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Sweden increases security abroad

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10:26 CET+01:00
Violence following the publication of cartoons depicting Mohammed has prompted the Ministry of Foreign Affairs to warn Swedes against travelling to Syria and Lebanon.

Security at Swedish embassies is also to be increased.

Foreign Minister Laila Freivalds is holding a meeting with coalition and opposition parties on Monday afternoon to inform them of the changes.

Before the meeting, the foreign ministry will hold telephone conferences with the Swedish missions abroad where the risk is greatest. These will be not only embassies and consulates in Muslim countries but also those which share their building with Danish and Norwegian missions.

It is not yet clear who from the other parties will attend the meeting with Freivalds.

"The parties themselves will decide who they send," Freivalds told TT.

The advice not to travel to Syria and Lebanon followed the torching of Scandinavian missions in the countries' capitals, Damascas and Beirut. Both Norway and Denmark have warned their citizens not to travel to Syria.

The Swedish embassy in Damascus has also advised Swedes who are already in Syria to "exercise general caution" and to keep themselves updated about the current situation.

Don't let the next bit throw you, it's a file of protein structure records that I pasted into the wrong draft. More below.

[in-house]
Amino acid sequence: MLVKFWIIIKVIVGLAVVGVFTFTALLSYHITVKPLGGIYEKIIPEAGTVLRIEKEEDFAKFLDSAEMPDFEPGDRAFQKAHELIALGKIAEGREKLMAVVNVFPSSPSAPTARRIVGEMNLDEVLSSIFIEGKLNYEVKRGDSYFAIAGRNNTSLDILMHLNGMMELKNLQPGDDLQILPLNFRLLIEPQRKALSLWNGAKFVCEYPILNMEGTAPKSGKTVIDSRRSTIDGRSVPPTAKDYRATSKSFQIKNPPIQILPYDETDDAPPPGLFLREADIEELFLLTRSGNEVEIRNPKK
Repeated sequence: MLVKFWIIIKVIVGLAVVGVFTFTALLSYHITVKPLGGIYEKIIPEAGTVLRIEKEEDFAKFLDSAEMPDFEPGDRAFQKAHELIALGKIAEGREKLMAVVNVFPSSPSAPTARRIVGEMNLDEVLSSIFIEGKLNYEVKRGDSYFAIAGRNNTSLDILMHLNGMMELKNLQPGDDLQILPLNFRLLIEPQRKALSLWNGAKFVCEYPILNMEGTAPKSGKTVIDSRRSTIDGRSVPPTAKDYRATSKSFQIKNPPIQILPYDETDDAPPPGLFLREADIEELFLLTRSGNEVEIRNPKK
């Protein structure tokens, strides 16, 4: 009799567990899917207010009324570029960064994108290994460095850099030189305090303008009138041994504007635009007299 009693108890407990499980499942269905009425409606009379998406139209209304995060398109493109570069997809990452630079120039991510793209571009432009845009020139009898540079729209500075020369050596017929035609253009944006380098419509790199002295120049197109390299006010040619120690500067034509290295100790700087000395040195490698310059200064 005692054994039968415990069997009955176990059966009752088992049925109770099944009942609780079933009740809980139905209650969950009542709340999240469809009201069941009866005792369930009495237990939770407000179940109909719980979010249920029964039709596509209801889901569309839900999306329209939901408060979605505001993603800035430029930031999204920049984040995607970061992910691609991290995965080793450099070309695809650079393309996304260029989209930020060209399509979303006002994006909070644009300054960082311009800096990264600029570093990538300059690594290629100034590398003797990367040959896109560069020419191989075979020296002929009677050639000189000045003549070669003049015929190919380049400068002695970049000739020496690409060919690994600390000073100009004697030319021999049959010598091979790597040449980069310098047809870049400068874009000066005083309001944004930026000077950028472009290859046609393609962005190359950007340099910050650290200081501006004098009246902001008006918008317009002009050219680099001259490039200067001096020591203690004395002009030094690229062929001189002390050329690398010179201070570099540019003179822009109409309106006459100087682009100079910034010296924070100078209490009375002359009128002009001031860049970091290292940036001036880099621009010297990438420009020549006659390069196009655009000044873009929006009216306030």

The foreign ministry has instructed all affected Swedish missions to increase their security.

"It's a matter of increasing vigilance and calling upon the host country to ensure the mission's security," said Laila Freivalds.

"If they feel it's necessary then they can also employ more guards," she added.

She went on to say that Sweden would use its cultural institutes in Turkey's Istanbul and Egypt's Alexandria to attempt to find a more long term solution to the escalating violence prompted by the publication of the twelve cartoons in Denmark's Jyllands-Posten.

Sweden has a good reputation in the Muslim world, according to Freivalds, after many years of working to bring about understanding between cultures and religions. She said she believes the institutes can play an important role.

"This is about using the networks they have to try to create calm," she said.

TT/TheLocal

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